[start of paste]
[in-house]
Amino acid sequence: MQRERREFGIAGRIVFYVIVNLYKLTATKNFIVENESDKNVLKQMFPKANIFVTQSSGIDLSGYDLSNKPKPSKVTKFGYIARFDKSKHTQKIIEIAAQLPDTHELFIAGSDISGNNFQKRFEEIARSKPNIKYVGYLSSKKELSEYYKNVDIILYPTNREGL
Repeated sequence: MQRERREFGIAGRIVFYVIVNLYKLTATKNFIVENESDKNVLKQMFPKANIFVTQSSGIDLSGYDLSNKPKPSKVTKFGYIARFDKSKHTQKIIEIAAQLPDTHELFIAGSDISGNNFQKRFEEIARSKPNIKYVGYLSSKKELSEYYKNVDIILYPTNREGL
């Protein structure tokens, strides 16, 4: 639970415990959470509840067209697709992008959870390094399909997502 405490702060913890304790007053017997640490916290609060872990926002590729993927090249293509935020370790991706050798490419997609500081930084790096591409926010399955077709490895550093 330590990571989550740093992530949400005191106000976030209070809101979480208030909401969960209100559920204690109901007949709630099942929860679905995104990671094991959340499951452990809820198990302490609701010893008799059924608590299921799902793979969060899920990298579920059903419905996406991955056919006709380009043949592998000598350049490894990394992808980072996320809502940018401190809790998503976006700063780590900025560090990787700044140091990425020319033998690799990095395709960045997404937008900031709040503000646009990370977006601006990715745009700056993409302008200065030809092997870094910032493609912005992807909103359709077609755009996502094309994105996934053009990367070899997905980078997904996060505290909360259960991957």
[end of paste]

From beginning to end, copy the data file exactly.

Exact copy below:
[in-house]
Amino acid sequence: MQRERREFGIAGRIVFYVIVNLYKLTATKNFIVENESDKNVLKQMFPKANIFVTQSSGIDLSGYDLSNKPKPSKVTKFGYIARFDKSKHTQKIIEIAAQLPDTHELFIAGSDISGNNFQKRFEEIARSKPNIKYVGYLSSKKELSEYYKNVDIILYPTNREGL
Repeated sequence: MQRERREFGIAGRIVFYVIVNLYKLTATKNFIVENESDKNVLKQMFPKANIFVTQSSGIDLSGYDLSNKPKPSKVTKFGYIARFDKSKHTQKIIEIAAQLPDTHELFIAGSDISGNNFQKRFEEIARSKPNIKYVGYLSSKKELSEYYKNVDIILYPTNREGL
């Protein structure tokens, strides 16, 4: 639970415990959470509840067209697709992008959870390094399909997502 405490702060913890304790007053017997640490916290609060872990926002590729993927090249293509935020370790991706050798490419997609500081930084790096591409926010399955077709490895550093 330590990571989550740093992530949400005191106000976030209070809101979480208030909401969960209100559920204690109901007949709630099942929860679905995104990671094991959340499951452990809820198990302490609701010893008799059924608590299921799902793979969060899920990298579920059903419905996406991955056919006709380009043949592998000598350049490894990394992808980072996320809502940018401190809790998503976006700063780590900025560090990787700044140091990425020319033998690799990095395709960045997404937008900031709040503000646009990370977006601006990715745009700056993409302008200065030809092997870094910032493609912005992807909103359709077609755009996502094309994105996934053009990367070899997905980078997904996060505290909360259960991957």